Joyful Transition: From BALLE Fellow to BALLE Executive Director

"I am humbled and honored to join every one of you in your efforts to build healthy, equitable local economies."


It’s been a tremendous, whirlwind week visiting several communities across the country, engaging and learning from remarkable leaders as I begin my journey as BALLE’s Executive Director.

In New Orleans, I spoke on impact investing and African American business at the Change Philanthropy UNITY Summit, a one-of-a-kind gathering to create a collaborative space for cross-community dialogue and collective action among philanthropic leaders, activists, and advocates from LGBTQIA, Hispanic, Asian American/Pacific Islander, Native American, and African American communities, among others.

In Little Rock and DeWitt, Arkansas, I joined the BALLE Leadership Network for a learning journey focused on ecosystem-building and place-based impact investing to build economies that work for all in those communities.

At the UNITY Summit, panelist Aaron Walker of Camelback Ventures cited recent analysis that the median wealth of African American households will be zero by 2053, with Latino Americans following in 2073. This wasn’t shocking – the racial wealth gaps in America are alarming and well-documented.

As the U.S. marches toward becoming majority people of color by 2044, the precarious economic fortunes of the new majority – a group historically and increasingly excluded from the middle class – spells trouble for the entire economy.

I have reflected on this deeply, as should we all.

I’ve witnessed firsthand the destructive effect the racial wealth divide has on a community from my time living and working in my hometown of Baltimore, a place like so many across the nation that has had its economy devastated by systemic racism, post-industrialization, and corporate welfare. I saw similarities in Little Rock, a city that has become majority African American and Hispanic because of white flight and economic dislocation, and is grappling with its shifting demography as it seeks solutions to the challenges in the local economy.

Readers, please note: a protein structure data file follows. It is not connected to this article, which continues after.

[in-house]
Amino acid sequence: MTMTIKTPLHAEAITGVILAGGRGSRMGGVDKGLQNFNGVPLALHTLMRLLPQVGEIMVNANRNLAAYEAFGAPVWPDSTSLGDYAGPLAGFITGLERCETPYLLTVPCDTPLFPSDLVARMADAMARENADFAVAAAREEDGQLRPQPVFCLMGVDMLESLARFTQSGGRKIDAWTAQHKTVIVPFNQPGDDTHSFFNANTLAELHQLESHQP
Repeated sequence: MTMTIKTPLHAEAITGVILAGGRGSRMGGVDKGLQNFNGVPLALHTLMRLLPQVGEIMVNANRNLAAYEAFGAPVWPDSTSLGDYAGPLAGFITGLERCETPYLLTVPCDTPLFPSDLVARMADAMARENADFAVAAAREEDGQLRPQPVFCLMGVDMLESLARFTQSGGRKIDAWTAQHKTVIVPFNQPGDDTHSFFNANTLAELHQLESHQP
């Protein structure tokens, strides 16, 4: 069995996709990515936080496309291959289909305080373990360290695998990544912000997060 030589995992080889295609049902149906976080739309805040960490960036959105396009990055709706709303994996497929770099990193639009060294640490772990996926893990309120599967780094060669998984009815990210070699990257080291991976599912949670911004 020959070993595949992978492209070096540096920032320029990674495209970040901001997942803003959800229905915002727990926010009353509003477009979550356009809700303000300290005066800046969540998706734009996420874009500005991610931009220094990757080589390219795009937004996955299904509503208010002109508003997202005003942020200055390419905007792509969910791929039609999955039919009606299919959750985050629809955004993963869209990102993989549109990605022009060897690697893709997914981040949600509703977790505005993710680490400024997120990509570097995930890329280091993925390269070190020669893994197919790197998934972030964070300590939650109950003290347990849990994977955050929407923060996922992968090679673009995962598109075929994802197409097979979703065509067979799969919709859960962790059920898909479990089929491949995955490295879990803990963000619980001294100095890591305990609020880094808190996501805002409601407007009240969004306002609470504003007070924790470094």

Despite these challenges, Little Rock is brimming with innovation, ingenuity, and possibility thanks in large part to the leadership of individuals like 2016 BALLE Fellow and Communities Unlimited CEO Ines Polonius, local economy investor Pat Riley, and Local Economy Foundation Circle member, Sarah Kinser, Chief Program Officer for the Arkansas Community Foundation. They are not alone in this work; they have attracted, collaborated with, and organized a phenomenal ecosystem of stakeholders to reimagine and build an economy that works on behalf of all the residents of Arkansas.

As Martin Luther King, Jr., pronounced, an “injustice anywhere is a threat to justice everywhere.” I’ve spent my career in philanthropy, social innovation, and economic development guided by this principle. The injustices endured in Appalachia, urban America, and Native communities wreaks havoc across our entire economy. The BALLE leadership community – Aaron TanakaJessica NorwoodDerrick BrazielAlfa Demmellash, and so many others – is at the forefront of building local economies that genuinely work for everyone.

As I make the transition from Baltimore to Oakland, from BALLE Fellow to BALLE Executive Director, I am humbled and honored to join every one of you in your efforts to build healthy, equitable local economies. It becomes clearer to me with each passing day that our individual and collective futures depend on it.

Love and power,



Categories: The Longview